Motor control performance in the lower extremity: normals vs. anterior cruciate ligament reconstructed knees 5–8 years from the index surgery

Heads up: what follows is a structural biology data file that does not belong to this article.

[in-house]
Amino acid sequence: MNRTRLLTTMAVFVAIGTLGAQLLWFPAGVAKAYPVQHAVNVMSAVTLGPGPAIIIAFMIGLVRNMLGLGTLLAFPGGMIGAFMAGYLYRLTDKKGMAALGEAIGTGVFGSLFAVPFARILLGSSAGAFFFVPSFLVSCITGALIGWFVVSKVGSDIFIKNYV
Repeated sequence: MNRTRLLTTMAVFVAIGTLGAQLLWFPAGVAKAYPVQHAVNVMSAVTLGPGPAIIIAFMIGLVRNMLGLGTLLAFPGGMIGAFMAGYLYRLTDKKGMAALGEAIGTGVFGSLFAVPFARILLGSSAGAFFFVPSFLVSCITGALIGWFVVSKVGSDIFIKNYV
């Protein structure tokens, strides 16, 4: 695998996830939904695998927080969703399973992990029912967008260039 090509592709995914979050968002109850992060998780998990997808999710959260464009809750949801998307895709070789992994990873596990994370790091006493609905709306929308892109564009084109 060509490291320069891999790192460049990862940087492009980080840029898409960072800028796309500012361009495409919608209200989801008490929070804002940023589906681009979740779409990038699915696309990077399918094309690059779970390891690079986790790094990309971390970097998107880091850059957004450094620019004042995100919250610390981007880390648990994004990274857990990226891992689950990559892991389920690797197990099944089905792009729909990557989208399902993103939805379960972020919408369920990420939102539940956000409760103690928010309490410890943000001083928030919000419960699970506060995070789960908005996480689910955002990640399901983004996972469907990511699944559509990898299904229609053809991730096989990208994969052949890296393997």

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We compared motor control function in 50 patients who had undergone anterior cruciate ligament reconstruction using a bone-tendon-bone graft to that in 50 normal controls. Surgical subjects patients had undergone reconstruction with a one- (n=37) or two-incision (n=13) technique with the same rehabilitation protocol; mean time from the index surgery was 6.1 years (range of 5–8 years). For inclusion patients required an excellent outcome, category A IKDC score, and a KT-1000 side-to-side difference of 3 mm or less. Motor control evaluations were conducted using the KAT 2000 with static and dynamic tests. Normal controls had substantially better scores than did the surgical patients. There was no statistical difference the single-limb static test between scores of operated and nonoperated limbs. However, the operated limb scores were slightly better overall than those for the nonoperated limb, and the right knee scores tended to be better than those for the left knee. This may be explained by limb dominance. The test method employed in this investigation shows that anterior cruciate ligament reconstructed patients had a clear motor control deficit compared to normal control subjects even after several years.
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